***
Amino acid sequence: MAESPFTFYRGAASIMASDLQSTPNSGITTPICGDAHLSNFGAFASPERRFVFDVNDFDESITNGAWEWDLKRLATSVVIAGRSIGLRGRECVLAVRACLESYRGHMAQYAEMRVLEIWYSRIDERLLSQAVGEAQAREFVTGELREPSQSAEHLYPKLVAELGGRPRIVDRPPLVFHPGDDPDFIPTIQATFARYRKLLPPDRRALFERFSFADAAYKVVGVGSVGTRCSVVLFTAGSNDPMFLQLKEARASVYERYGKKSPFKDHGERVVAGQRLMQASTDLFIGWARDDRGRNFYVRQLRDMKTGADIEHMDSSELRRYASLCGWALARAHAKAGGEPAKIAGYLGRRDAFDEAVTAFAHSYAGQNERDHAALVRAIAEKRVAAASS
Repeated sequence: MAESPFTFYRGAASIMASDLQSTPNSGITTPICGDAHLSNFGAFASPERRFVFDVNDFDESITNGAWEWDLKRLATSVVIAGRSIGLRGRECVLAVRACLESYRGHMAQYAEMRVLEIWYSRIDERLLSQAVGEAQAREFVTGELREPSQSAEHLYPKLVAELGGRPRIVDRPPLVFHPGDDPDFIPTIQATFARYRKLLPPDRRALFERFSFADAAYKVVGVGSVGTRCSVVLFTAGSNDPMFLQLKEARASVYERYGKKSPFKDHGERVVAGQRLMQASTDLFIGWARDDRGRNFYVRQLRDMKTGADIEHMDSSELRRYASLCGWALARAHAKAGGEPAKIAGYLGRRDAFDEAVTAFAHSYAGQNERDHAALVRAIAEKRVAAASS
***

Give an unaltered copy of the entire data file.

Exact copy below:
Amino acid sequence: MAESPFTFYRGAASIMASDLQSTPNSGITTPICGDAHLSNFGAFASPERRFVFDVNDFDESITNGAWEWDLKRLATSVVIAGRSIGLRGRECVLAVRACLESYRGHMAQYAEMRVLEIWYSRIDERLLSQAVGEAQAREFVTGELREPSQSAEHLYPKLVAELGGRPRIVDRPPLVFHPGDDPDFIPTIQATFARYRKLLPPDRRALFERFSFADAAYKVVGVGSVGTRCSVVLFTAGSNDPMFLQLKEARASVYERYGKKSPFKDHGERVVAGQRLMQASTDLFIGWARDDRGRNFYVRQLRDMKTGADIEHMDSSELRRYASLCGWALARAHAKAGGEPAKIAGYLGRRDAFDEAVTAFAHSYAGQNERDHAALVRAIAEKRVAAASS
Repeated sequence: MAESPFTFYRGAASIMASDLQSTPNSGITTPICGDAHLSNFGAFASPERRFVFDVNDFDESITNGAWEWDLKRLATSVVIAGRSIGLRGRECVLAVRACLESYRGHMAQYAEMRVLEIWYSRIDERLLSQAVGEAQAREFVTGELREPSQSAEHLYPKLVAELGGRPRIVDRPPLVFHPGDDPDFIPTIQATFARYRKLLPPDRRALFERFSFADAAYKVVGVGSVGTRCSVVLFTAGSNDPMFLQLKEARASVYERYGKKSPFKDHGERVVAGQRLMQASTDLFIGWARDDRGRNFYVRQLRDMKTGADIEHMDSSELRRYASLCGWALARAHAKAGGEPAKIAGYLGRRDAFDEAVTAFAHSYAGQNERDHAALVRAIAEKRVAAASS